It’s beginning to look a lot like Christmas | TahoeDailyTribune.com
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It’s beginning to look a lot like Christmas

by Sally J. Taylor, Tribune staff writer

While most early morning risers on Friday went out shopping or nursed post-Thanksgiving indigestion, a crew of South Tahoe Optimist Club volunteers had more noble plans.

That’s “noble” as in noble fir as well as Douglas fir, silver tip and grand fir.

Such Christmas traditions were unloaded early Friday by a contingent of volunteers that included youths from Tahoe Turning Point as well as Optimists. Sales from the club’s annual Christmas tree lot at Lakeview Drive and U.S. Highway 50 go toward community youth programs.



The Optimist lot is only one of many Christmas tree lots that sprang up on South Shore almost as soon as the status of Thanksgiving turkeys decreased to mere leftovers.

The Optimist volunteers unloaded about 380 trees that arrived by truck from the Mountain View Tree Farm in Oregon.




“This is the 11th year I’ve been delivering to these guys,” said Gary Buckingham, truck driver for the tree farm. “It takes about a day to cut these and another day to bail and load.”

After his South Lake Tahoe stop, Buckingham continued on to the Truckee Optimist Club lot and the Booster Club lot in Mammoth, Calif.

The delivery was just one of several loads expected by the Optimists from Oregon and a West Slope tree farm that raises silver tips. By the end of the season, about 1,200 trees will pass through the lot on their way to becoming part of someone’s Christmas tradition, said Optimist President Art Slabeck as he sliced neatly through strings that protected the branches of a tree during its long journey from Oregon.

“We’ll sell them all, usually,” he added. “The best sellers are the nobles and grand firs because they last the longest.”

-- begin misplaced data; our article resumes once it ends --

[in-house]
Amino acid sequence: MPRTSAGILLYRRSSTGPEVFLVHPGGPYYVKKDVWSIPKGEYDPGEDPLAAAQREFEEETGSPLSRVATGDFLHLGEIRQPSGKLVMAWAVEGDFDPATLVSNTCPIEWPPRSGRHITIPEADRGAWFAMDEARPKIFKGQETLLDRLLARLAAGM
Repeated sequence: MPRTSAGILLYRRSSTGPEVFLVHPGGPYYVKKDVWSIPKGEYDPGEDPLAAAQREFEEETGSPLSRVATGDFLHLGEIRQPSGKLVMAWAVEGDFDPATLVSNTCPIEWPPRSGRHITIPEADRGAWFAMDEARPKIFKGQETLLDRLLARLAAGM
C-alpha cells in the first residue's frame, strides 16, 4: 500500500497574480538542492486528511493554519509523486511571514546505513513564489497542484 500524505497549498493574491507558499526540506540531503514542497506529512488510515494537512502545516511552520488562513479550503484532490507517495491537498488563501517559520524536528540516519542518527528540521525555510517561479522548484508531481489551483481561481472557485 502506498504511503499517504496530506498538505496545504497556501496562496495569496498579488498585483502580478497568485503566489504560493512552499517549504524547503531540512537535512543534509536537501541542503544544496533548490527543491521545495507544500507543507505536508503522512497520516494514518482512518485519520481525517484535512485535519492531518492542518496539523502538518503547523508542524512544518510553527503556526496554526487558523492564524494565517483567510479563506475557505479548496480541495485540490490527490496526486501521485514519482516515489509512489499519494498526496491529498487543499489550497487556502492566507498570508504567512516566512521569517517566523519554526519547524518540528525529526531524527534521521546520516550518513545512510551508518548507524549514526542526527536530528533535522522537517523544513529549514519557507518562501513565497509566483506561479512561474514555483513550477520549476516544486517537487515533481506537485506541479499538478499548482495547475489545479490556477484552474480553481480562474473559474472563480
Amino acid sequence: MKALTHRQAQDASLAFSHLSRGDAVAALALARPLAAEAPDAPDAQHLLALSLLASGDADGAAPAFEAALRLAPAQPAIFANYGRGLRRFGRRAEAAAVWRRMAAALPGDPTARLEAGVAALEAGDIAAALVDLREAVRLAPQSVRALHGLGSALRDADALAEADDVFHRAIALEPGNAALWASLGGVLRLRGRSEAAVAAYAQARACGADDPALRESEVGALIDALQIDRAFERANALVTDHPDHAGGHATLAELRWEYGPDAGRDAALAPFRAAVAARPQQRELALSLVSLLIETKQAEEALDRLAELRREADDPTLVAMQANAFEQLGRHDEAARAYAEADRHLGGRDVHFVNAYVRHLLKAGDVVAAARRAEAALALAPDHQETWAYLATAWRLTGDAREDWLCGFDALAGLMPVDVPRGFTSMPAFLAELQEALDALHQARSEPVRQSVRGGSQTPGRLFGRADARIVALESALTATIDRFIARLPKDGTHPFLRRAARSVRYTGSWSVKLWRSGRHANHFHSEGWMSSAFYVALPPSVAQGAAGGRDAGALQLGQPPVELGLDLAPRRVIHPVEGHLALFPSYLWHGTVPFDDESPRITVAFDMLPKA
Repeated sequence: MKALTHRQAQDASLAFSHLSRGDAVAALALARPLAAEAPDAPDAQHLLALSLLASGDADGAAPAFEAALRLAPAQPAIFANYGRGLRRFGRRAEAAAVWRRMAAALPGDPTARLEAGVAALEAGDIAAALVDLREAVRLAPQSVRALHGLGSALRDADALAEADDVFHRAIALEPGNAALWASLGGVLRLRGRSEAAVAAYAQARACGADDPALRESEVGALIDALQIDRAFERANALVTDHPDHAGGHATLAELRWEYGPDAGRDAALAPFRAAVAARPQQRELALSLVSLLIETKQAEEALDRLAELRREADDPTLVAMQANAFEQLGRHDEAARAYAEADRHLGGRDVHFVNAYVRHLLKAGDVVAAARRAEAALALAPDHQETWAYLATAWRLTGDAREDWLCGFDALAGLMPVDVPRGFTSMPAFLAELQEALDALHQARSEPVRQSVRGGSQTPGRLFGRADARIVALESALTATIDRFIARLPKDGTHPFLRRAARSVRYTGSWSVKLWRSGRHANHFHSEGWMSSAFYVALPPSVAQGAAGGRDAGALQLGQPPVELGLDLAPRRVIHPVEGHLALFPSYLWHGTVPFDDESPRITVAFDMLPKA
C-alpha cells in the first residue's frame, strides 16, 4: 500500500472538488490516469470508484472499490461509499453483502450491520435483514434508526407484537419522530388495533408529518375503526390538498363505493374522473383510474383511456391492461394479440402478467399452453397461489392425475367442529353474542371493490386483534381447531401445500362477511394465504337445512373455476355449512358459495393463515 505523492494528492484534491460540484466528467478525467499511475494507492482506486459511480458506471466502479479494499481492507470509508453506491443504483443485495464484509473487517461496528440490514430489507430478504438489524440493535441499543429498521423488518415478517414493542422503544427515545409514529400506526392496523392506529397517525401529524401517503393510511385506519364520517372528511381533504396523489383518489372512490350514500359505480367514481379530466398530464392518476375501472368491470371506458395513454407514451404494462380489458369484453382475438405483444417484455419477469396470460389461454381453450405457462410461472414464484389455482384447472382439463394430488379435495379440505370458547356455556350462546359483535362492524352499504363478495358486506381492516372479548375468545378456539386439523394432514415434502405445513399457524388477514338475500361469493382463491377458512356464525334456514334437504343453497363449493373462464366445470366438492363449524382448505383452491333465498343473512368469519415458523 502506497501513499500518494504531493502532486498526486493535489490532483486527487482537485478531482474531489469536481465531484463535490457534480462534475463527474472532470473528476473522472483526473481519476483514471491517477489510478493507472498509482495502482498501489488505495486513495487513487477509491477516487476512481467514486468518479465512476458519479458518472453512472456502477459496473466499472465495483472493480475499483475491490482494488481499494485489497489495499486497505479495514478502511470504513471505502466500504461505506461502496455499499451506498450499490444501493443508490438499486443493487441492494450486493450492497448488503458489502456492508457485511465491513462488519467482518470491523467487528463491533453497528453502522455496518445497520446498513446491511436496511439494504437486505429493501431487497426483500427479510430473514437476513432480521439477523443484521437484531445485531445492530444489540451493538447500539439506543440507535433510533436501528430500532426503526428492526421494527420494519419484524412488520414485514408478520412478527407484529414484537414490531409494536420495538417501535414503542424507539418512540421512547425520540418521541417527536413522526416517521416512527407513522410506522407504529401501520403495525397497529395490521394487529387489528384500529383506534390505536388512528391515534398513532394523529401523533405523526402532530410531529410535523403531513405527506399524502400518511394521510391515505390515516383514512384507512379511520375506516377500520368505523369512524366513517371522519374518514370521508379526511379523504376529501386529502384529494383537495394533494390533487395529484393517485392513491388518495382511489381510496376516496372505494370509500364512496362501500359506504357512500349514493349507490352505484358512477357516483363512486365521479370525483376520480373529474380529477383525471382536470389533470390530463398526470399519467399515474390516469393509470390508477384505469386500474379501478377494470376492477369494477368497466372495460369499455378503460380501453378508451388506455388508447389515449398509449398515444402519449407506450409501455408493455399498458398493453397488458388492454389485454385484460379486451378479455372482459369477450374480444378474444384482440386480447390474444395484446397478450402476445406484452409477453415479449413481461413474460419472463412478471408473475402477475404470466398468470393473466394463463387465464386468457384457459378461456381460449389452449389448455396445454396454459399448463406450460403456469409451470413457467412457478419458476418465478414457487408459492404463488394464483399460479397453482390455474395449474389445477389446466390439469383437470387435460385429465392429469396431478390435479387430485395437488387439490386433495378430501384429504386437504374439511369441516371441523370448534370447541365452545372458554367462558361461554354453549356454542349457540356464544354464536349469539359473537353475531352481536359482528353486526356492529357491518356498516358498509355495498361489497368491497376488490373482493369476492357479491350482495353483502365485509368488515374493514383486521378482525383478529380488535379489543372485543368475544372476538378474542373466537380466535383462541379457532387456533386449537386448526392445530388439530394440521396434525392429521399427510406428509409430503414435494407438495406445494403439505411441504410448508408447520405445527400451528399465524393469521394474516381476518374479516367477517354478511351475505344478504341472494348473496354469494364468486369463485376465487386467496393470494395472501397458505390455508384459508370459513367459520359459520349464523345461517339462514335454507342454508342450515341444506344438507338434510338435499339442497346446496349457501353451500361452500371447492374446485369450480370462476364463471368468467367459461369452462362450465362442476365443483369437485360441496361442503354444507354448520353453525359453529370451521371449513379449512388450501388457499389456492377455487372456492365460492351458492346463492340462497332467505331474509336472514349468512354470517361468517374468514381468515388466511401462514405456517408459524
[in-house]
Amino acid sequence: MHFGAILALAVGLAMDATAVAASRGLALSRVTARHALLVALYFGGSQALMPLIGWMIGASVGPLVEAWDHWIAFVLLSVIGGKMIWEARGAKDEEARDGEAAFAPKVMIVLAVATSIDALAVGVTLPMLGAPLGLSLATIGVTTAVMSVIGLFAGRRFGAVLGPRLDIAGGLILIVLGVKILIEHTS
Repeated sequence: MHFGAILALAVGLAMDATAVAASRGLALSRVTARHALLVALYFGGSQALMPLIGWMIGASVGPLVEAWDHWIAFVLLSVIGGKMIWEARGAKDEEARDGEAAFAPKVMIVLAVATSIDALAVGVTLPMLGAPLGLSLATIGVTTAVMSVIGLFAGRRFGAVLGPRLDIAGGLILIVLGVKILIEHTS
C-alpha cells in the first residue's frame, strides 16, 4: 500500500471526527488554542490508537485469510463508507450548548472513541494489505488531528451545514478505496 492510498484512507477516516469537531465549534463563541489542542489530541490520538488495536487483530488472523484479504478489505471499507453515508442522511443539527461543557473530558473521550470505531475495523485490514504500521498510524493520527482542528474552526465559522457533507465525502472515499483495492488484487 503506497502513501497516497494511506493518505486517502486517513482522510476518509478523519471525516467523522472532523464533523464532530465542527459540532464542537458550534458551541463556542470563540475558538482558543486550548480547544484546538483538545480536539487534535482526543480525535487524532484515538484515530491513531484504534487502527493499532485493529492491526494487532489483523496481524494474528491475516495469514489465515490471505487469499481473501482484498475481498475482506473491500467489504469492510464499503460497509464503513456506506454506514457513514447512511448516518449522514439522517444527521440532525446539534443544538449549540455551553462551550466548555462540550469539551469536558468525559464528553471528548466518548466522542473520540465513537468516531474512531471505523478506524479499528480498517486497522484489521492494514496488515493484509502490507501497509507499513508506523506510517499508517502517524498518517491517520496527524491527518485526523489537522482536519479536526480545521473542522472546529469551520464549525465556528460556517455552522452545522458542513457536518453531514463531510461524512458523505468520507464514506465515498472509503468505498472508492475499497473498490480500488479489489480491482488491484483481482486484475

The going rate for Christmas trees this year is $8.50 per foot.

The busy season for Christmas tree purchases begins next weekend, he said, but that doesn’t stop many people from buying trees early and keeping them outside until they have time to set them up and decorate the trees for Christmas.

“Why not, it’s the same tree,” Slabeck said.

The Optimists and owners of other lots can expect a good year for natural tree sales, according to the National Christmas Tree Association. Studies by the organization indicate more American families will trade the convenience and long-term savings of artificial trees for the natural fragrance and traditions of the real thing.

Based on marketing surveys, the association says about 36 million natural trees will be sold nationwide this season. That’s about 700,000 more than last year and almost 2 million more than in 1998. The projection still falls short of the all-time record of 37.2 million natural trees sold in 1995.

Oregon’s farmers cultivate 67,000 acres of trees and harvested 9 million last year, according to Pacific Northwest Christmas Tree Association. That places the state first in tree production, followed by North Carolina, Pennsylvania and Michigan.

Nevertheless, fake trees remain in use in about 9 million more U.S. households than natural trees.

The Associated Press contributed to this story.


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